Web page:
In addition to tracking the episode views, CBS measures the amount of online conversation happening about shows.

“We’re still midstream,” said Nina Tassler, the president of CBS Entertainment. “We’re still learning about people’s behaviors and we’re still learning about what shows really resonate with an online audience.”

Other consumers use the Internet to discover new shows. Jason Kilar, the chief executive of Hulu, heard rave reviews of the NBC comedy “30 Rock” last year but never took the time to watch the show until he could stream it online. After one episode, he was hooked.

“After I put my kids to sleep and I have a few minutes to spare, I’m able to catch up on the show,” he said. “It provides an opportunity to both sample and consume content without having to schedule the DVR, without having to think about the on-air schedule.”

For the time being, broadcasters are harnessing the audience interest in different ways. Hulu content is widely distributed on MySpace, Yahoo , AOL and a variety of other sites. Similarly, CBS has chosen to syndicate its shows across a range of sites called the CBS Audience Network.

ABC, a subsidiary of the Walt Disney Company , has been more guarded with its content, making episodes available for streaming on only its Web site. Mike Shaw, the president for sales and marketing for ABC, said ABC.com has served up more than 220 million ad impressions, or views, in the last six months, up 188 percent from the same time period a year earlier.

And in the last month, all the broadcast networks have added classic series to their Web sites, making shows like “Star Trek,” “MacGyver,” “The A-Team” and “I Dream of Jeannie” available online. For companies that have sold all their available advertising space, tapping into their show libraries creates new opportunities.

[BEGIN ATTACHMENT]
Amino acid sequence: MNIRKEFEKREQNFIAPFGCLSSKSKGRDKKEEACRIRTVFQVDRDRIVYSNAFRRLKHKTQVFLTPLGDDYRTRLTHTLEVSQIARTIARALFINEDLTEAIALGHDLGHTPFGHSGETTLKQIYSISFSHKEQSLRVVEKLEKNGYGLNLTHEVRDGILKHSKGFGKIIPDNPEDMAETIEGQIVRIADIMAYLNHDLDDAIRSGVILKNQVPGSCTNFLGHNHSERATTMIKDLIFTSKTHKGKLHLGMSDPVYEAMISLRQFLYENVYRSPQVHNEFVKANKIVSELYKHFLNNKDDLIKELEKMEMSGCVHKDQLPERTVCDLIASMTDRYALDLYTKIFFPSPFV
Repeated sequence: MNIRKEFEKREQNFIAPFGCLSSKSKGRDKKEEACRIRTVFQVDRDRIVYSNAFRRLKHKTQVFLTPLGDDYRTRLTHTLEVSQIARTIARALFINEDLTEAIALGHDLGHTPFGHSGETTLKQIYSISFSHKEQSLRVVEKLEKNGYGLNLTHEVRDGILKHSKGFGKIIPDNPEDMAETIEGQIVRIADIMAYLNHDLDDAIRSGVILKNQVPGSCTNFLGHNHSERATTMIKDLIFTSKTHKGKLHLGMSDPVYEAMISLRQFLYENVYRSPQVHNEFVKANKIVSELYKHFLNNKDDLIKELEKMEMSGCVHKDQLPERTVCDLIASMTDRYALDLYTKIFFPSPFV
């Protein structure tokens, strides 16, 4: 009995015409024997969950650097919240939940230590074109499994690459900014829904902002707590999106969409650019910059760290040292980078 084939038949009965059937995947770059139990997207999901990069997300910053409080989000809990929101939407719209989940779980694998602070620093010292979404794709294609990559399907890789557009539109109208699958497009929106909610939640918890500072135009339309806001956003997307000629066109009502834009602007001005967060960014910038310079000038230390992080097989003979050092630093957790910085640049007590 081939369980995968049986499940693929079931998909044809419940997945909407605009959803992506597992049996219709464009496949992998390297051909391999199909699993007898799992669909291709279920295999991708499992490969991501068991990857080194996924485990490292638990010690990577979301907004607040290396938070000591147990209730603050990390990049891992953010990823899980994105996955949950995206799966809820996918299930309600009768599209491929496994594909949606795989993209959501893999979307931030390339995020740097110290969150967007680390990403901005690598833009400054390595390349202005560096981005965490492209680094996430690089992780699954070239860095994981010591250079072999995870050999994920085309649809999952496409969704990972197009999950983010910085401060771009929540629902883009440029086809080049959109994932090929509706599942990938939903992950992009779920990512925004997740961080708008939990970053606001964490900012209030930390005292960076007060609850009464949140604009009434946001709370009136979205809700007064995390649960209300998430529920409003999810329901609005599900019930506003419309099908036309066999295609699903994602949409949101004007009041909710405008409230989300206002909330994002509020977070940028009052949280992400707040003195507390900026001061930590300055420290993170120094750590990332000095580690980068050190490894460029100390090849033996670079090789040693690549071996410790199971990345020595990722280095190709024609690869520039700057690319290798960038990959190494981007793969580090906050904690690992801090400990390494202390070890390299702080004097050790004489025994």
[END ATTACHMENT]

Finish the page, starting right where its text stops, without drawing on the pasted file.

“We would love to have more inventory,” Patrick Keane, the chief marketing officer at CBS Interactive, told reporters last week. “The advertisers are raring to go.”

"Our challenge with all these ventures is to effectively monetize them so that we do not end up trading analog dollars for digital pennies,” Mr. Zucker said, calling it the No. 1 challenge for the industry.

Some people pay for episodes via Apple’s iTunes Store and Amazon’s Unbox service, but many more appear to be watching streams of free, advertising-supported episodes on Web sites. In a closely watched effort, NBC Universal and the News Corporation are about to introduce their joint streaming site, called Hulu.

One piece of good news for the networks and advertisers is that viewers are more likely to remember ads on the Internet versions of TV shows, partly because the commercials are less numerous and more demographically aimed online, according to many studies.

For the moment, at least, conventional wisdom holds that the television and the Internet will essentially merge in the foreseeable future. Already, the hardiest of online viewers are letting PC screens replace their TVs altogether. Others are merely letting broadband connections supplement their digital video recorder.

About six months ago, Peer Gopfrich, a screenwriter in Los Angeles, bought a high-resolution liquid-crystal display TV screen for his living room. Around the same time, he discovered that the television networks were offering some shows online in a high-definition format, so he hooked an old computer up to his TV monitor and started streaming. Mr. Gopfrich’s computer became a free and seemingly endless source of on-demand television.

“All of a sudden, we could watch pretty much every popular show we wanted, when we wanted, in high definition in our living room,” he said.